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Reply to
Larry Jaques
Those are actually rather cool. Only problem I can see is sawdust gumming up the velcro. Snaps may be a better way to go. Or YKK zipper.
Gunner
"This device is provided without warranty of any kind as to reliability, accuracy, existence or otherwise or fitness for any particular purpose and Bioalchemic Products specifically does not warrant, guarantee, imply or make any representations as to its merchantability for any particular purpose and furthermore shall have no liability for or responsibility to you or any other person, entity or deity with respect to any loss or damage whatsoever caused by this device or object or by any attempts to destroy it by hammering it against a wall or dropping it into a deep well or any other means whatsoever and moreover asserts that you indicate your acceptance of this agreement or any other agreement that may he substituted at any time by coming within five miles of the product or observing it through large telescopes or by any other means because you are such an easily cowed moron who will happily accept arrogant and unilateral conditions on a piece of highly priced garbage that you would not dream of accepting on a bag of dog biscuits and is used solely at your own risk.'
Reply to
Gunner
Not a problem.
A brushing and/or quick blast of compressed air frees all dust (to go gum up something else.) File cards and shop vacs work pretty well, too.
Zippers have a much worse time in a dirty environment. BTDT.
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Reply to
Larry Jaques
OK - so why not simply use a screw eye to balance the pliers on [or hook a box-end wrench on] and staple a strip of Velcro to lock them in place?
If you're doing a number of tools in a row, all you'd really need would be a good staple gun.
Other "loose" tools can fit in pouches formed from canvas/webbing/plastic stapled to the backing board.
Reply to
RAM^3
Go to a thrift store and look for pants and vests with tons of extraneous pockets. Buy them, cut out the pockets, staple the pockets to the boards, insert tools.
Reply to
B.B.
I wear an Uncle Mikes ankle holster with an handgun tucked away in it. It depends on velcro to stay attached to my leg..and when Im working in sawdust, or similar type of environment...its a stone bitch to get all the spooge out of the velco so it will attach the next day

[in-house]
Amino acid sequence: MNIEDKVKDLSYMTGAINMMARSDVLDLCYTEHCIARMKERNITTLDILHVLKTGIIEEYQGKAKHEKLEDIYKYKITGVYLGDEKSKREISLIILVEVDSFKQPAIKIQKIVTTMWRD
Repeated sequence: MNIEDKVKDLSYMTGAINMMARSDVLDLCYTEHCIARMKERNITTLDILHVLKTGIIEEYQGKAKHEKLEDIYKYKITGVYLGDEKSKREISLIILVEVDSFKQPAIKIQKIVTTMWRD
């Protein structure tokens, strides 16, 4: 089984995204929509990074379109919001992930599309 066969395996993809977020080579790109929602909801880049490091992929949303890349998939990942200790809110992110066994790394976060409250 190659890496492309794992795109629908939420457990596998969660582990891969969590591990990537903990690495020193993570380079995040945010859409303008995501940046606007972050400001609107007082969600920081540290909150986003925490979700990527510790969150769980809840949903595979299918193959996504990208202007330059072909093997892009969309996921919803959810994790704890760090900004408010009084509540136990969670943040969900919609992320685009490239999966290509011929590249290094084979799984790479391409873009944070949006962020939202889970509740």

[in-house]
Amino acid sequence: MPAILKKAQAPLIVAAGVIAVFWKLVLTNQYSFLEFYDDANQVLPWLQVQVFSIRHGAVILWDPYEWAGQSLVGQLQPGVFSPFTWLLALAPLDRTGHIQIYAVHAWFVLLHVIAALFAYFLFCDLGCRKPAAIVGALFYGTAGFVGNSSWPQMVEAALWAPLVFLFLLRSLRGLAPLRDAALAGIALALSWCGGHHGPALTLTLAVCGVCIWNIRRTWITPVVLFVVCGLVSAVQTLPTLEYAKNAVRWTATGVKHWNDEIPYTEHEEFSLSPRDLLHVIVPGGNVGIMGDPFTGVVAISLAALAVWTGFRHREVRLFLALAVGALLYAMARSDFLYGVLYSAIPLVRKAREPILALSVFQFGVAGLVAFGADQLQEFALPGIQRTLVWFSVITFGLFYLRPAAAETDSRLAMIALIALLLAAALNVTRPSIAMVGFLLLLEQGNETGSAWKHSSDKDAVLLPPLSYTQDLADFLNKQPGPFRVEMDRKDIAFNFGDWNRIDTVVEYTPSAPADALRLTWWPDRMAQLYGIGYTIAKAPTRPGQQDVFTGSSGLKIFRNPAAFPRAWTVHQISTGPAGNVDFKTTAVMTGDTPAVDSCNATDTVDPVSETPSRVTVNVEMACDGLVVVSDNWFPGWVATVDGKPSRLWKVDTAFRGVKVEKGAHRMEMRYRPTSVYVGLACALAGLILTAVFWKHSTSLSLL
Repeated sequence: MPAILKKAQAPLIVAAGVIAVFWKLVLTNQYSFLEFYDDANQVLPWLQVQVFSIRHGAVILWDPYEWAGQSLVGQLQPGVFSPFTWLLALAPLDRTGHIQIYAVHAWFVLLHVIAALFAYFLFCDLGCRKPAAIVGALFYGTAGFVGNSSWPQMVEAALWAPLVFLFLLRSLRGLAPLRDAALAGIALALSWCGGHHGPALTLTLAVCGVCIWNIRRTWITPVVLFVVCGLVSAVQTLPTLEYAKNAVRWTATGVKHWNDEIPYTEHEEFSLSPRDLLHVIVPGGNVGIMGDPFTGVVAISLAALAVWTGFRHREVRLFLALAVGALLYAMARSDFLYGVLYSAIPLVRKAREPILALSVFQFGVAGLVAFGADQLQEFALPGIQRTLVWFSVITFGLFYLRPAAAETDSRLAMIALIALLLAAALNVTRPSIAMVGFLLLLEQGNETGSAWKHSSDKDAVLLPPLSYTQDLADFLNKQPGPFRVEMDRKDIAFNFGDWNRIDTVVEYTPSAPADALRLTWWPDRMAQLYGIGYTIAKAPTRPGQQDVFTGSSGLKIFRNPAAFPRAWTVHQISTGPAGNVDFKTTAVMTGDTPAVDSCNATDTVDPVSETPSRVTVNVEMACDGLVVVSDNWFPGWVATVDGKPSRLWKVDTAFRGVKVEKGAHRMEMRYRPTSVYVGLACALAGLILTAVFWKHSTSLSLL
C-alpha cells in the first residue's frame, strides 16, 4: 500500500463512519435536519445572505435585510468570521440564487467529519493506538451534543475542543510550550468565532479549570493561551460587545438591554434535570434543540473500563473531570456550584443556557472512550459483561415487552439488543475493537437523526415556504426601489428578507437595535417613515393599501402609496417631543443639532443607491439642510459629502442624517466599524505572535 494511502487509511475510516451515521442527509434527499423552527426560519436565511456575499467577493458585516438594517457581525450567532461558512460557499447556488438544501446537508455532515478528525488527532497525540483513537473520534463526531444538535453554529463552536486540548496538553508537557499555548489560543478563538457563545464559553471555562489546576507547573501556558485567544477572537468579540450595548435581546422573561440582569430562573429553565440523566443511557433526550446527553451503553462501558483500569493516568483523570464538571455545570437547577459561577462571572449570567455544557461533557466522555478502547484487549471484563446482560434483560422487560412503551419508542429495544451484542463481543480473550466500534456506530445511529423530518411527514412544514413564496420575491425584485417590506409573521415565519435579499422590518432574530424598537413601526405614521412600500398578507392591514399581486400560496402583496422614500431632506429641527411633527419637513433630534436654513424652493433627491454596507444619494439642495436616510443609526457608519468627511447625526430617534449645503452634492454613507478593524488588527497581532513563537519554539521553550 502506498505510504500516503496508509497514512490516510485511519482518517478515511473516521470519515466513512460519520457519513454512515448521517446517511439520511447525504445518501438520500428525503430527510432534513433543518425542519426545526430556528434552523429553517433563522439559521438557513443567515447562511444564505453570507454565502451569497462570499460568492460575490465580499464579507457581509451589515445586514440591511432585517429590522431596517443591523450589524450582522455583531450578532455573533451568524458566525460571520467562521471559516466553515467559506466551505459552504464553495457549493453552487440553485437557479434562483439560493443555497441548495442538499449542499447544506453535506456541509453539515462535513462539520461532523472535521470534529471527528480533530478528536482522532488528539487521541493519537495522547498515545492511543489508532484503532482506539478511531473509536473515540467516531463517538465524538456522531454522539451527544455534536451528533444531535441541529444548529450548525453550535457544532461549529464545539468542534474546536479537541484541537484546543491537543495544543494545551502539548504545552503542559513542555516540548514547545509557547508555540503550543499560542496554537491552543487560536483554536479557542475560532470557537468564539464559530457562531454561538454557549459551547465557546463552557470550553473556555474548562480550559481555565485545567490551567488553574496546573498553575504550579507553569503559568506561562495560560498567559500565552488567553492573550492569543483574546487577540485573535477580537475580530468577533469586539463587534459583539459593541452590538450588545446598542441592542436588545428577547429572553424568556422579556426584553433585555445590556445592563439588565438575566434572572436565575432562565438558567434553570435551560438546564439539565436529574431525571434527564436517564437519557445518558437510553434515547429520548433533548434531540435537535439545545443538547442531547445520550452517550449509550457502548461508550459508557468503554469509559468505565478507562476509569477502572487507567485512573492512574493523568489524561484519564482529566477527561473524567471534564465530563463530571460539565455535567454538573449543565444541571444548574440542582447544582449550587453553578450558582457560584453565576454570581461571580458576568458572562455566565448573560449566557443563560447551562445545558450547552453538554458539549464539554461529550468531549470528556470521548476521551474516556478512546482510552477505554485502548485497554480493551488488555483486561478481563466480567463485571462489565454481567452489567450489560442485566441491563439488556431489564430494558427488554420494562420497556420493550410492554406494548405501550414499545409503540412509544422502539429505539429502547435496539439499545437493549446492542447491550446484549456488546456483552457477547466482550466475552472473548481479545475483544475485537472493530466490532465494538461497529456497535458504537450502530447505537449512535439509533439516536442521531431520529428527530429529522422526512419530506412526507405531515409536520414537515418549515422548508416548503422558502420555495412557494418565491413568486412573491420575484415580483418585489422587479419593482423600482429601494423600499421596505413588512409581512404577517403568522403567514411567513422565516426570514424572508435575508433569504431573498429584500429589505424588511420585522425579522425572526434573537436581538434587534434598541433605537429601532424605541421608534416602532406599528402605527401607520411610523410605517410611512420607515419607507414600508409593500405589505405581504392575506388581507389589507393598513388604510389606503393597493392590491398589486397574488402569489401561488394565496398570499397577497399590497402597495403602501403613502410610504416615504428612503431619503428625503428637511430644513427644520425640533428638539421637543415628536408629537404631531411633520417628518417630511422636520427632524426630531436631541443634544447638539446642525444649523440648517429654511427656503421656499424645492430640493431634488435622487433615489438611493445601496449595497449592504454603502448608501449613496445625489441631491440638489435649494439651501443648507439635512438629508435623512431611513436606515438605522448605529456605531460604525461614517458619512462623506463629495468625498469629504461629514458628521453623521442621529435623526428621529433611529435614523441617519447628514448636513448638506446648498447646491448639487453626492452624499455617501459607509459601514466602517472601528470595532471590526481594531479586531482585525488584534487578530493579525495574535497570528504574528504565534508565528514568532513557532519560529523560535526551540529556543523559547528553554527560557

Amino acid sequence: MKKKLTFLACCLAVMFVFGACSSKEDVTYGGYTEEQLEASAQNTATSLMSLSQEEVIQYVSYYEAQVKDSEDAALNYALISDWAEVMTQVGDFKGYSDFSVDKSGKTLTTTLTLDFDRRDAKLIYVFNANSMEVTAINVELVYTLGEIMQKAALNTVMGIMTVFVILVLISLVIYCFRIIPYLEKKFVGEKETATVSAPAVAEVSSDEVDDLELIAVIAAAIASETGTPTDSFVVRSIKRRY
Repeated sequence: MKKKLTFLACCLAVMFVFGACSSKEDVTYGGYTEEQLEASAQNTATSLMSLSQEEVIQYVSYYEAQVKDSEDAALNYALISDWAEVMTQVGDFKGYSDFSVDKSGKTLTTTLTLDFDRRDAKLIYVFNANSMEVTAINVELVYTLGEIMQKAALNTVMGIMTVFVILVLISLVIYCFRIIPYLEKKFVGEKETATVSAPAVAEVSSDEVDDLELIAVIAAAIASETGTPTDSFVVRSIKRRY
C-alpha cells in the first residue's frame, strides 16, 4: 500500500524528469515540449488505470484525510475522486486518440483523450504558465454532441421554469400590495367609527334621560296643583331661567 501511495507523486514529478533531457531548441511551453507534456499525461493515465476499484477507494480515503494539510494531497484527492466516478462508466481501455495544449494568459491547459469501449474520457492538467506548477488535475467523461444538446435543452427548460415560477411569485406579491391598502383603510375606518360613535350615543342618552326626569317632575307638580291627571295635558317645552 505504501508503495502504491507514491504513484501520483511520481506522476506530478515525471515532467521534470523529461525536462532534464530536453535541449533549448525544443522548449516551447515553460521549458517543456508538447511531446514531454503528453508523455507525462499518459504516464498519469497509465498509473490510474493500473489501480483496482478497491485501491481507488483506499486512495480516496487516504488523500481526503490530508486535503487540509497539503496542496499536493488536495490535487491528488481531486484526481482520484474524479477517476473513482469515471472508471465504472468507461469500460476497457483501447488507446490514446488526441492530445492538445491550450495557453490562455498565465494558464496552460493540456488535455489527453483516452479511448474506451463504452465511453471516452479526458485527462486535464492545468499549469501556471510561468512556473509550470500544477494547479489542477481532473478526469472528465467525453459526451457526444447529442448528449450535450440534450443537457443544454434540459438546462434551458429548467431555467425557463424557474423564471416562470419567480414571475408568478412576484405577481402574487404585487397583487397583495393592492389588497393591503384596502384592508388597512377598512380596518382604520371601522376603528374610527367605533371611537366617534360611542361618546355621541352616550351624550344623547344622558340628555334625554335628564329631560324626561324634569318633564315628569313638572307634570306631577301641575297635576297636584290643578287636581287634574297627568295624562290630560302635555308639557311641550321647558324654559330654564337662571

Ive tried all those methods, none work well for me. Shrug
The big YKK nylon ones? Those seem to last forever for me with few issues, unless you pull hard on them or snag em.
Gunner
Liberals - Cosmopolitan critics, men who are the friends of every country save their own. Benjamin Disraeli
Reply to
Gunner
So put on a tyvek/cotton/nylon jump suit to keep the spooge offen yer ankles/holster. You're talking about kneeling/sitting/laying/rolling around in sawdust under large machine beds, right? BTDT, but without a piece.
Perhaps I make finer sawdust than you do. ;)
The big YKK nylon jobs are better, but how often do you find them, especially on smaller items like that ankle holster?
P.S: I'm almost glad I didn't have a chance to stop by your place last week. It was 105° in Concord and DOWN to 102°F in Redding when I was heading north for home last Sunday. An extra couple days of driving in that kind of heat (old truck/no A/C) would have killed me.
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Reply to
Larry Jaques
Try it daily with. Cant wear a jump suit...way too hot most of the time for two layers of clothes. Shrug.
Perhaps. Im going to have to buy another identical holster soon, as this one is just about worn out.
Hint..you make Stuff..right?
But...its a dry heat. , up there in Redding etc..the humitiy is a lot higher. True.
Yall come on down when the weather cools off and you girly men dont melt. Let you play in the shop, maybe get some range time with assorted toys.
Chuckle
Gunner
Liberals - Cosmopolitan critics, men who are the friends of every country save their own. Benjamin Disraeli
Reply to
Gunner
Yup, but I'm not cheap. ;) Whatcha need?
Yeah, I didn't realize it was a swampy area until I stopped to see the Sundial Bridge a year and a half ago.
Get a Barrett 50 toy, OK? I really want to play with one. Wait until I save up some ducats, then find a cheap knuckle boom truck to buy to bring back all my goodies on, eh?
That's the ticket!
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Reply to
Larry Jaques
Try the jumpsuit without the other clothes underneath. Feels strange at first but you get used to it and much cooler.
Reply to
Nick Hull
Neat idea. How about getting some cheap steel hinges and welding or brazing wire loops to them that fit the various tools. 69 cents each.
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Reply to
Don Foreman